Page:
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That was not the end of his run of luck, however. He reached the peak of his career, at the same time with Kodály, Bartók and Stravinsky, with setting out to compose an Indian opera, his biggest endeavour.
He was toying with the idea of composing an Indian opera back in 1931 in Hungary; however, its manifestation came to life in America. ‘Onteora’s Bride’, the opera elaborating on an Indian story, was presented at his place of work, the theatre of Radio City Hall in 1934. Its reception is best described by the number of performances for the audience in New York, as the following two weeks it was played four or five times a day, altogether 58 times. Consequently, the significant Indian Association of America even gave the honorary rank of chieftain to him.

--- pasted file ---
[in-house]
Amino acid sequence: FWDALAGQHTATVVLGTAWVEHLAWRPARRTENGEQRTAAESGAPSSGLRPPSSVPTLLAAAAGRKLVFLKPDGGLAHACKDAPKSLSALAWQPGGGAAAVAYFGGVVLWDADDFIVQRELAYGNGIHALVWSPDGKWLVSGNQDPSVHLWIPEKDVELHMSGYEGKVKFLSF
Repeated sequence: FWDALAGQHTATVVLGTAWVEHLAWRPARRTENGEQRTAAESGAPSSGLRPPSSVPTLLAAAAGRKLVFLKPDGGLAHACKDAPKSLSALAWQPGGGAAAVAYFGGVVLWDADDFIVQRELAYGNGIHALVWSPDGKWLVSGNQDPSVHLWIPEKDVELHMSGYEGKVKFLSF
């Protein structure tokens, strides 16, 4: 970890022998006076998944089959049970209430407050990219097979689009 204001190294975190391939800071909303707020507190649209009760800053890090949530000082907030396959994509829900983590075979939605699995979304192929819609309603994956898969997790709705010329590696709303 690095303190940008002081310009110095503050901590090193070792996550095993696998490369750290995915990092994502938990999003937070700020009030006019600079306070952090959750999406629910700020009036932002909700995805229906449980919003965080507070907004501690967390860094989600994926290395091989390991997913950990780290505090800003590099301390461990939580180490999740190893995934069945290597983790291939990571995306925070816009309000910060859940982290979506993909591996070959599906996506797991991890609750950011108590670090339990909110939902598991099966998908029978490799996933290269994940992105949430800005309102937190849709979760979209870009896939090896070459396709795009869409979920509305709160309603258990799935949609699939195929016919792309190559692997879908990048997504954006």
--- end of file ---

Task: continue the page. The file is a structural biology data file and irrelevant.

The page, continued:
In 1936, d’Antalffy orchestrated the concerto in d minor by Vivaldi-Bach for the New York Philharmonic Orchestra, one of the biggest orchestras of the world. As a result, the orchestra directed by John Barbirolli chose the organ virtuoso to be an honorary member in 1938. The piece was shown in 1940, which meant his last success as a composer.